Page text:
A village pub is reflecting on the ghost of Christmas past in spectacular style with a magical festive makeover.
And staff and regulars at the King William IV – known as the King Billy – in Cottingham reckon their resident spectre might be joining in the fun with some late-night mischief.
In addition to hanging the traditional tinsel and baubles from the high ceiling, landlord Paul Taylor is developing a theme of mystery and history, covering the walls of the pub’s back room with art deco fabrics and nearly 50 mirrors of all shapes and sizes.
The centrepiece – a giant mirrorball – is ready to be hoisted into place and Paul is now awaiting delivery of the suits of armour which he has ordered as the finishing touch in time for Cottingham Christmas Festival, which takes place on Sunday 15 December.
But meanwhile in the front bar a melodic moose has started bursting into song every night just after closing time – and the suspect is the ghost of former licensee Martha Thurloe.
Natalie O’Connor, Manager of the King Billy, said: “The moose is on the wall above the bar and to make him sing you have to push a button very firmly – it’s not a motion sensor. Something has been setting him off every night as we’ve been locking up, and we think Martha is the culprit!
“We only took over nearly two years ago but all the regulars who have been coming for a long time have their own stories about Martha and we’ve experienced a few spooky happenings ourselves.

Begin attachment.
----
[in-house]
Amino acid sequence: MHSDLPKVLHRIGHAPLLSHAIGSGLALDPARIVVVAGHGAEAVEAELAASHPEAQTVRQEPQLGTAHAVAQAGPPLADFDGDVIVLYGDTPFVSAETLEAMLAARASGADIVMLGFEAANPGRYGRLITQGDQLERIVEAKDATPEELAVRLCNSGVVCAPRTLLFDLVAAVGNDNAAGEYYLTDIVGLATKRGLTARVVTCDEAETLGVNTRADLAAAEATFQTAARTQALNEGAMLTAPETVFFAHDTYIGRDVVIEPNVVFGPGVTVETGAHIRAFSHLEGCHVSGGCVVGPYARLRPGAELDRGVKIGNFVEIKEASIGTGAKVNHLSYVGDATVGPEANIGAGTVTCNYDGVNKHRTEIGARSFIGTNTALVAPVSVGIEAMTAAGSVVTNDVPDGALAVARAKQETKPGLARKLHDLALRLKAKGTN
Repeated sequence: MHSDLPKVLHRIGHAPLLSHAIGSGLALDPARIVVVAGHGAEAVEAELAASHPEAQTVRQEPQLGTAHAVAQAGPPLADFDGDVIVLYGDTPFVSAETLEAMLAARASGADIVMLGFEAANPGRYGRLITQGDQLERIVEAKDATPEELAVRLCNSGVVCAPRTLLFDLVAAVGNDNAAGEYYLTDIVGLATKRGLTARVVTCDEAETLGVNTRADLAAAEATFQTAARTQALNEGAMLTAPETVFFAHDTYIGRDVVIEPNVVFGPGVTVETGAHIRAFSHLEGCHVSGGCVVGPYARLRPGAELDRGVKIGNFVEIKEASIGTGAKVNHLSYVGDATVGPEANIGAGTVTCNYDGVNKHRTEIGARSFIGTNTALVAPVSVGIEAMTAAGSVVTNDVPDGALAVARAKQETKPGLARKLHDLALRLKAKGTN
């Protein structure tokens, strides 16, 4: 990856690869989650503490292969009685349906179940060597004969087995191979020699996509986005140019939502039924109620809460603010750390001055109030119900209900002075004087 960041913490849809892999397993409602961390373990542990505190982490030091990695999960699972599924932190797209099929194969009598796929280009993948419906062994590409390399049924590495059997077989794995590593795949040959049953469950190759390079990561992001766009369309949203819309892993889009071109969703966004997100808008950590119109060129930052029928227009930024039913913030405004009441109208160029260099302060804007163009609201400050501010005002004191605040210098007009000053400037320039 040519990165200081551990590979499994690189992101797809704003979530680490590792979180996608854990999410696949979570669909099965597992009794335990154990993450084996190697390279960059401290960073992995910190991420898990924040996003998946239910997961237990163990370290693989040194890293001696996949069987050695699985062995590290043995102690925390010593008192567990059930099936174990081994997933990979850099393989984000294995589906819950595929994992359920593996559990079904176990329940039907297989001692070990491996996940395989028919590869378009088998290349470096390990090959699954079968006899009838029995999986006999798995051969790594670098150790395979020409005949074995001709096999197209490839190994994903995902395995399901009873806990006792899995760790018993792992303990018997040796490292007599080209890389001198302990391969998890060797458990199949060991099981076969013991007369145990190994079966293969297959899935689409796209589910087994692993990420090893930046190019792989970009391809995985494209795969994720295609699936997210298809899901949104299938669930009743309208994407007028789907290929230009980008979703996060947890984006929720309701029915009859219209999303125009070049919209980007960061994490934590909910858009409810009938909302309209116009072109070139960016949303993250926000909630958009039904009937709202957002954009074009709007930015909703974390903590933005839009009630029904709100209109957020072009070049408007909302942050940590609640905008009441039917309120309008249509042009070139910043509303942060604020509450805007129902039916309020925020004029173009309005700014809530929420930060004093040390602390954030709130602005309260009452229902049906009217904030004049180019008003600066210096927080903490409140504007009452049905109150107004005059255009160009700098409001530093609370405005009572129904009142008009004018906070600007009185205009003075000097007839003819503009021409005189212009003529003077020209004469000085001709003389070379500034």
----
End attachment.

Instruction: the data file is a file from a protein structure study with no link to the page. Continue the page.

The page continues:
“It’s fairly routine to hear floorboards creaking as Martha walks around and we’ve had glasses flying of the shelves. She’s not malicious but she lets us know she’s around – one day I was sitting in the office and the smell of lavender suddenly filled the room. Messing with the moose is exactly the sort of thing she would do!”
Martha is a favourite subject of the bar room banter among regulars who swap stories of the eerie events which they claim to have seen and heard over the years. Her antics are at the heart of the current changes which have seen the former Old Brewery Bar re-named as Martha’s Wine Bar.
As the regulars regale each other with stories which they’ve heard over the years, alcohol and age sometimes embellish reality. One drinker said it was thought that Martha hanged herself. Paul said he’d heard it was actually Martha’s husband who met such a fate.
The front bar has a photograph showing Martha and her husband standing outside the pub in Hallgate. The image is undated but is believed to be from the late 19th century.
Newspaper reports from the time reveal that William Thurloe – variously described as 33 or 38 – was found by his wife Martha “in an insensible condition” at the foot of a ladder in the basement of the malt kiln – now Martha’s Wine Bar – at about 11pm on 10 January 1893.
The report says: “He was at once medically attended to, but despite all efforts never regained consciousness, and expired at half-past the following morning.”
Witnesses described William as “perfectly sober at the time” and “industrious and a thorough man of business”.
Grant Van Dyk, a regular whose two children helped with the Christmas trimmings, said: “They were really excited about getting involved. They think Martha’s Wine Bar looks stunning and they love the singing Santa. As for the musical moose – they ain’t afraid of no ghost!”
Paul said: “We use the back room for special events, family occasions and live music including the annual Springboard festival and we decided to make it stand out and do more with it.
“We’ll have the mirrors and suits of armour at one end with a cosy corner and a Dickens corner full of books at the other end. We decided to name it after Martha to try and keep her happy!”
[Phil Ascough – Ascough Associates]